A brilliant red pigment originally obtained from the mercury-containing ore cinnabar. It usually has a slight orange tint to it, much like the petals of this Zinnia flower.
A deep blue pigment obtained from lapis lazuli. Its name means “overseas” referring to its history as an expensive good imported by sea from Asia, but sometimes it can be found in the sea itself, I think.
I’ve noticed that some of my succulent plants display a teal hue that almost glows under certain light conditions. I tried to capture that here, although this one required a bit of post-production to bring it closer to what I had in mind. I still liked the result.
A light purple representing the color of the flower with the same name. There were no lavender flowers anywhere to be seen when I got to the letter L in mid-November, but a trip to the village’s limestone formation revealed a nice surprise. Little lavender-colored crocus flowers (Crocus serotinus) work just as well.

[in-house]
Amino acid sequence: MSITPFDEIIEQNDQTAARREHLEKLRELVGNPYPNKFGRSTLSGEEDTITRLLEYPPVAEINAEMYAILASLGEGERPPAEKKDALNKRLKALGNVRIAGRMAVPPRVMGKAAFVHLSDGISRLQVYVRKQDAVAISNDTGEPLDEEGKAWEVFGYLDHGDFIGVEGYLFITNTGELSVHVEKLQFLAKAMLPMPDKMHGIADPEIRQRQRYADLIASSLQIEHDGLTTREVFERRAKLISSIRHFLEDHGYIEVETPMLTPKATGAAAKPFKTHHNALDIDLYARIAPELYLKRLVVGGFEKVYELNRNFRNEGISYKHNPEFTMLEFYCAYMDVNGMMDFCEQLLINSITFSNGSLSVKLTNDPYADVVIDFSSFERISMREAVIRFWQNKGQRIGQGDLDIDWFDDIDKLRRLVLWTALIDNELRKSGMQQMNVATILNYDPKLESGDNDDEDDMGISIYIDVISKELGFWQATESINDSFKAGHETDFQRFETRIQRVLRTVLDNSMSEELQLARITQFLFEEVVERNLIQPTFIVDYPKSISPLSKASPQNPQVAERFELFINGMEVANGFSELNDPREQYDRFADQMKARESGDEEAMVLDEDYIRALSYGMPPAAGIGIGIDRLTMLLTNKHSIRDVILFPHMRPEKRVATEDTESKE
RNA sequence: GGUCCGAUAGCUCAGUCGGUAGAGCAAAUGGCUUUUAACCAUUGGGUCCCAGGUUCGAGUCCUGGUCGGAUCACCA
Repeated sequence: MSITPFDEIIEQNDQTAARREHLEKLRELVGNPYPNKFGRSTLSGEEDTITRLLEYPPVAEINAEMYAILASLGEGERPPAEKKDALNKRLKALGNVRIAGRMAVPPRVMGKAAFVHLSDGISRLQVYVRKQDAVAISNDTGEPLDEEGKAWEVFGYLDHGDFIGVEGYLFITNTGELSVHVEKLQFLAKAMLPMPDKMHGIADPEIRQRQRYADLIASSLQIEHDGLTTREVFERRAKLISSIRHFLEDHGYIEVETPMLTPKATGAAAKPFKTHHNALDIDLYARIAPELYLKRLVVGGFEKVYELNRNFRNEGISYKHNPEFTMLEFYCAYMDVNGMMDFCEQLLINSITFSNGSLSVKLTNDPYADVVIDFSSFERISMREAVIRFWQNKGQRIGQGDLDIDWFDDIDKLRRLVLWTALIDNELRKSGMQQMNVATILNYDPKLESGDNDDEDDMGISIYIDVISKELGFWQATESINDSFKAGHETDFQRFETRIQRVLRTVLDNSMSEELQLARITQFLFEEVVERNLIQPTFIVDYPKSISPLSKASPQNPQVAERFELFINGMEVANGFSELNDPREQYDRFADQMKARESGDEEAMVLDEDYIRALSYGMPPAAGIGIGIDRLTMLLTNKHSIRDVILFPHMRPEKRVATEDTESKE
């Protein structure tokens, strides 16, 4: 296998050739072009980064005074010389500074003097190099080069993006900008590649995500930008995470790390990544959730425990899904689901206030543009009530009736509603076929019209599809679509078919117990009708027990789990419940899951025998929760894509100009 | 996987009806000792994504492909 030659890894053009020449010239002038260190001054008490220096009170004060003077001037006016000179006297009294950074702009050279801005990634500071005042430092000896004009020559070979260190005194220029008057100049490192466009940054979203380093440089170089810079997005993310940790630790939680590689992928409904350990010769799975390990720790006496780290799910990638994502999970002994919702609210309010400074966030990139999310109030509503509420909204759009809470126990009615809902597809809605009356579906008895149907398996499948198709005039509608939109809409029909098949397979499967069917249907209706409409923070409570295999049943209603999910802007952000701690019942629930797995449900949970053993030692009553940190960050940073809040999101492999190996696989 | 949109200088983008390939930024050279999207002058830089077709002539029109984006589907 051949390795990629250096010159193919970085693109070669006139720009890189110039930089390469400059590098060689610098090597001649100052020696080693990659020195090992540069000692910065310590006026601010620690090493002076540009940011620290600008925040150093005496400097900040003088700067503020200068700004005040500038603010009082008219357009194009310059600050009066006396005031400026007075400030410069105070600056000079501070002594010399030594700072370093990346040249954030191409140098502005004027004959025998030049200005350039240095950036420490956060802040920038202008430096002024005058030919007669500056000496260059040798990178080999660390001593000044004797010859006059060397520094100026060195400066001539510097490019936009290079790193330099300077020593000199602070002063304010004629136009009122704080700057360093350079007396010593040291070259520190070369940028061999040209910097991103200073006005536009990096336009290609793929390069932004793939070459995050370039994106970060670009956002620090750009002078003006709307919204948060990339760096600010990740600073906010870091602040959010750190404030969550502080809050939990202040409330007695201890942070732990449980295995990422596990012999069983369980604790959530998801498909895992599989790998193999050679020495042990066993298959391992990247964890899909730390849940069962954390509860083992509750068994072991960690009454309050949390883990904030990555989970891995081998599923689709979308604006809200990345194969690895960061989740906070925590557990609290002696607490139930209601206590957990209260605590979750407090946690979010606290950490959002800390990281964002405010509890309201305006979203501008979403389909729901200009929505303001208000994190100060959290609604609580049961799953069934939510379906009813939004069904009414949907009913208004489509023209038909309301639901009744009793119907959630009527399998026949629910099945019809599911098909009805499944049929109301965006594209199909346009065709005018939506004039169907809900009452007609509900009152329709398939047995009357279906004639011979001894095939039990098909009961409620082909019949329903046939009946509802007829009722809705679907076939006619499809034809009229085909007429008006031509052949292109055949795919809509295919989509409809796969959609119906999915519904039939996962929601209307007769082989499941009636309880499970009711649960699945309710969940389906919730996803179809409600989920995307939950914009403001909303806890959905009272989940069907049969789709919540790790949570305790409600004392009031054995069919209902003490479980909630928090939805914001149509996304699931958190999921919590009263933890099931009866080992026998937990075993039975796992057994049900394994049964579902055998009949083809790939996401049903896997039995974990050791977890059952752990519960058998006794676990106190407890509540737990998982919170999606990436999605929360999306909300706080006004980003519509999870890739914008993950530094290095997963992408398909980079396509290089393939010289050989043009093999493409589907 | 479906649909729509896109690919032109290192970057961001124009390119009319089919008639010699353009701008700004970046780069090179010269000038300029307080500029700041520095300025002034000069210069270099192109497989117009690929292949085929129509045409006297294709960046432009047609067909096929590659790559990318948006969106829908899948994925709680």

Telling apart tones of light brown is an exercise I find neither easy nor exciting, but the letter K doesn’t really afford many choices. I did learn that khaki is actually a RYB quinary color obtained by mixing equal parts of the quaternary colors sage and buff. Not that this piece of information helped me much, mind you. Hopefully some parts of this sheep’s portrait aren’t too far-off.
A pale tint of yellow representing the color of the yellowish lower part of the petals of some white jasmine flowers. I found it when a gentle morning sunray hit a dew-covered fruit of my Euonymus fortune shrub.